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This photograph taken in Paris on February 23, 2024 shows a US multinational Nvidia's graphic processing unit (GPU).JOEL SAGET/Getty Images

Perhaps you’ve heard of Nvidia Corp. NVDA-Q, the AI computing stock that surged 250 per cent in the past year or so.

You could jump on board by purchasing Nvidia shares on Nasdaq, but the cost would be around US$810 per share. Buying a board lot of 100 shares would be quite the financial commitment for a high-flying tech stock. An alternative thought: Buy the Canadian Depositary Receipt version of Nvidia NVDA-NE at around C$77 per share.

CDRs were launched by Canadian Imperial Bank of Commerce in July, 2021, and have since attracted about $4-billion in assets as of last week. The most popular of the 54 CDRs currently listed on Cboe Canada is Nvidia, with assets of about $552-million. The next most popular CDRs are Amazon, Microsoft, Tesla and Alphabet. The tickers on Cboe Canada are the same as on U.S. exchanges – NVDA for Nvidia, plus AMZN for Amazon, MSFT for Microsoft, TSLA for Tesla and GOOG for Alphabet.

CDRs are fractional versions of U.S.-listed shares – if you chart the Nasdaq and CDR versions of Nvidia, the lines almost completely overlap. Whatever differences you see may be explained by a currency hedging fee of up to 0.5 per cent charged by CIBC. The offsetting benefit is that the price of CDRs is not subject to fluctuations in the Canada-U.S. exchange rate. Where CDRs track dividend-paying companies, the cash is paid out in Canadian dollars.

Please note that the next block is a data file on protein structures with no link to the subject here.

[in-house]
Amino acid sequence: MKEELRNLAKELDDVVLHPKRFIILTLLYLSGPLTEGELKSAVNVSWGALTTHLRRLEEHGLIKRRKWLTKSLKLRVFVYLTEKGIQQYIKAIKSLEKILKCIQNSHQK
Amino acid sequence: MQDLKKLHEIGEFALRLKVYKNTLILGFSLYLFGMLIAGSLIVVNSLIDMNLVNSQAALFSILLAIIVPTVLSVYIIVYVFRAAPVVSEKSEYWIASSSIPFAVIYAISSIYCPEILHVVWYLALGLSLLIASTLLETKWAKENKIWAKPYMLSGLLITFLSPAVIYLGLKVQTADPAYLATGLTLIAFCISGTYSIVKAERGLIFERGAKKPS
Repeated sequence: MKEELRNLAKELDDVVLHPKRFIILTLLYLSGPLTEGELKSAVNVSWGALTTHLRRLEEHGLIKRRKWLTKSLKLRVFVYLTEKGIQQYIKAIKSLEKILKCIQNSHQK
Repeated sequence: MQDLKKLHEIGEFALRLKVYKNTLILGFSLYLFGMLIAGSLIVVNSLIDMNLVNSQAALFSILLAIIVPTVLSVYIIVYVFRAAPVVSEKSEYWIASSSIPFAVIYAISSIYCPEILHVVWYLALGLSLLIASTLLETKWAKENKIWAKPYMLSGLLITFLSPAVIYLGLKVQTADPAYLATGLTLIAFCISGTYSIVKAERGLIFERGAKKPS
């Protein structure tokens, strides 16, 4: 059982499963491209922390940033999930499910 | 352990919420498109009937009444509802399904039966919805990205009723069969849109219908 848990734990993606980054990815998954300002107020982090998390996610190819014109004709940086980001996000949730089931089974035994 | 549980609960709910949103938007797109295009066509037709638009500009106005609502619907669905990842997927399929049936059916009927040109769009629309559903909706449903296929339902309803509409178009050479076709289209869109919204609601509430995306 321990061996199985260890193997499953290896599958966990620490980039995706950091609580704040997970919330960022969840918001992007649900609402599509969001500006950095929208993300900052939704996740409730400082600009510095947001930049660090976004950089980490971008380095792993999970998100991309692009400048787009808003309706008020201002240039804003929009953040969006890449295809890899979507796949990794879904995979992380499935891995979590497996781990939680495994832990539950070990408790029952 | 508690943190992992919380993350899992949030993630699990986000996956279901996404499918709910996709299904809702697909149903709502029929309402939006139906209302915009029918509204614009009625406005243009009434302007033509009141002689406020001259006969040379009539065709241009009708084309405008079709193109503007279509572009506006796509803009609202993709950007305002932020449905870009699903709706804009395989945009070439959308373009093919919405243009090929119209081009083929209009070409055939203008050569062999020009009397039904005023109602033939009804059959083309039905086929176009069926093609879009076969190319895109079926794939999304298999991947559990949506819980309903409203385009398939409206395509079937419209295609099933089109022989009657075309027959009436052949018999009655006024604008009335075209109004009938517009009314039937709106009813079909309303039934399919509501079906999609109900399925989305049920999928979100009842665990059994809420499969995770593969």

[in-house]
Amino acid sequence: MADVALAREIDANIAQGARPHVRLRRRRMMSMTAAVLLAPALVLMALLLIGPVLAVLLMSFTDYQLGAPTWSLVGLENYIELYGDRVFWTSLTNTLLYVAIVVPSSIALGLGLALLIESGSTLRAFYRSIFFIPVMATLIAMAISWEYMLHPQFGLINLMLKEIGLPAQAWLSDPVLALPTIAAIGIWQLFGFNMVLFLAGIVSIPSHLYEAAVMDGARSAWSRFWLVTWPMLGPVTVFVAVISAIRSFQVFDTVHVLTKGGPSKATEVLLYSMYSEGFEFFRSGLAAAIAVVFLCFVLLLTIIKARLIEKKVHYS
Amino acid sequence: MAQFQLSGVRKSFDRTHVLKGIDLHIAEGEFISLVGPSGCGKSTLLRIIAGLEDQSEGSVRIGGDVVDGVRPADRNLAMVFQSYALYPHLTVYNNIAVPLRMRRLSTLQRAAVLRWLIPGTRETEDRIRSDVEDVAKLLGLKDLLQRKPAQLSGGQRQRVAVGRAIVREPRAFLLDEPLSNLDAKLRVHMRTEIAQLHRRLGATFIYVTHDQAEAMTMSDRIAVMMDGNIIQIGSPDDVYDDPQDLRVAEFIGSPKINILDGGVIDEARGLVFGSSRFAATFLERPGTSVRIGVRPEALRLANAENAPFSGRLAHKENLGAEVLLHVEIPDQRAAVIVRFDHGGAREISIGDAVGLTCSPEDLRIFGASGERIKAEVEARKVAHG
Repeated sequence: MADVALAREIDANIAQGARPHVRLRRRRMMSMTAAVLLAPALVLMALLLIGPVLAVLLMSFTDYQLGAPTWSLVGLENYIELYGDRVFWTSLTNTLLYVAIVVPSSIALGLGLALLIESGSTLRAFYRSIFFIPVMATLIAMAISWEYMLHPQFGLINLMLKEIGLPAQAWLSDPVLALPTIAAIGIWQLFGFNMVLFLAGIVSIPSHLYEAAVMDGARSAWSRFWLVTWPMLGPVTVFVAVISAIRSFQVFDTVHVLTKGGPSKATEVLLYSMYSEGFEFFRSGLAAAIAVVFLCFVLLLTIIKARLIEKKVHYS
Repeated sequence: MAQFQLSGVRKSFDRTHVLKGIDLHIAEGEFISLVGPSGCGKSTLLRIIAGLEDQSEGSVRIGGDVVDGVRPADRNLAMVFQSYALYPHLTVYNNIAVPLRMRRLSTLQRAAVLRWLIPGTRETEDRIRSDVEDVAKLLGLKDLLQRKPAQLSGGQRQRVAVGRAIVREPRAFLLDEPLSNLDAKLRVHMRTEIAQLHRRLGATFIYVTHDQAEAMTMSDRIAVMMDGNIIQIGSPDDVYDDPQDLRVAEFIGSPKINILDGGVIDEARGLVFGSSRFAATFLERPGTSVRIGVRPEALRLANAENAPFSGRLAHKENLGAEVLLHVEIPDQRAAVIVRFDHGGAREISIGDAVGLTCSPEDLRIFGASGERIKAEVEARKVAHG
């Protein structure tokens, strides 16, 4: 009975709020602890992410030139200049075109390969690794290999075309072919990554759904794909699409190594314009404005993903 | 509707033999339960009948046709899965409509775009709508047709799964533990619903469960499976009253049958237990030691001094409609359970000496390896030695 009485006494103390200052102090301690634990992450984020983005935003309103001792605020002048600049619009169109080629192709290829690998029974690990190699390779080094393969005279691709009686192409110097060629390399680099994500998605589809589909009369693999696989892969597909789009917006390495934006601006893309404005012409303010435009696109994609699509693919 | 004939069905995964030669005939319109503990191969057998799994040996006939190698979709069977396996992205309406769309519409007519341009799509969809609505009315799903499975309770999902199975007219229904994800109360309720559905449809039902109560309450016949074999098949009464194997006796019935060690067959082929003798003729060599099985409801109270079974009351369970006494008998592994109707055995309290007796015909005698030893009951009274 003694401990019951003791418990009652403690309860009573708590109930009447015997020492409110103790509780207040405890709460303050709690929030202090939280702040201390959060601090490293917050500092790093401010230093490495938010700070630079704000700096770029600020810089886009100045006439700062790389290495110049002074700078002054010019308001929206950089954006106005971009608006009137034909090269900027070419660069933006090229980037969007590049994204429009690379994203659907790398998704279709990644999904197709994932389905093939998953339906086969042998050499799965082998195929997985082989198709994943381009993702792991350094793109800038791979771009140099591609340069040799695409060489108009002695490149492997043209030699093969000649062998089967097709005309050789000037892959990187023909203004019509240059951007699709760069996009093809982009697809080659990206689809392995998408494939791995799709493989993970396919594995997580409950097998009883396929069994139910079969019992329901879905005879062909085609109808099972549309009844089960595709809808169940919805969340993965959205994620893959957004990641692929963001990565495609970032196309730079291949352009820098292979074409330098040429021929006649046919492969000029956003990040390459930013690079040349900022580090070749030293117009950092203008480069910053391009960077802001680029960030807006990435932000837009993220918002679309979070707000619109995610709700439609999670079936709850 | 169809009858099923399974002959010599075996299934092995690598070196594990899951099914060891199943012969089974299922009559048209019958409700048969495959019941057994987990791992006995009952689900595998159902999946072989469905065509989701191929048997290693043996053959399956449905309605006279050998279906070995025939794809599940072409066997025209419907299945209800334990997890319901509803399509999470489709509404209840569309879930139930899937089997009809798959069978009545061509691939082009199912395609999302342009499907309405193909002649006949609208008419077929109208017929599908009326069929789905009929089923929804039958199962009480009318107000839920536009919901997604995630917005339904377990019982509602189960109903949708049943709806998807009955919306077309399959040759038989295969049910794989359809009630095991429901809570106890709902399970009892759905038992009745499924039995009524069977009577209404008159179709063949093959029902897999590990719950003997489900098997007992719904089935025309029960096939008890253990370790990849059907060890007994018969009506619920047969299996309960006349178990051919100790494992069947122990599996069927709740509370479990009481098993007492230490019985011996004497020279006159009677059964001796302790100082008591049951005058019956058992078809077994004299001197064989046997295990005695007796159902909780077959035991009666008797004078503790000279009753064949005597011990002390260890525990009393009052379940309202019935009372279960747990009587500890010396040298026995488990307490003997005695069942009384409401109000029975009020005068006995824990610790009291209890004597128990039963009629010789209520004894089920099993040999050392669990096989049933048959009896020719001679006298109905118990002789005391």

Excitement about Nvidia has helped drive broad interest in CDRs. Cboe Canada reports that the average daily value traded across the entire CDR lineup grew to $178-million in February from $50-million in the same month last year. Active trading is an important factor in investor acceptance because it drives the tight bid-ask spreads that help investors buy and sell at competitive prices. The typical bid-ask spread for CDRs is about two cents, Cboe Canada says. In a quick glimpse last Friday, Nvidia CDRs traded with a spread of 3 to 4 cents at midday.

The latest batch of CDRs was launched Feb. 13 and includes Lululemon (LULU), Palo Alto Networks (PANW) and Deere & Co. (DEER). While much of the excitement over CDRs has been driven by tech stocks, there’s also a selection of industrials, health care and financial companies. Berkshire Hathaway (BRK), Warren Buffett’s holding company, is also part of the group.

Expect more CDRs to come because investors are clearly starting to see them as a convenient way to ride U.S. stock market stars.

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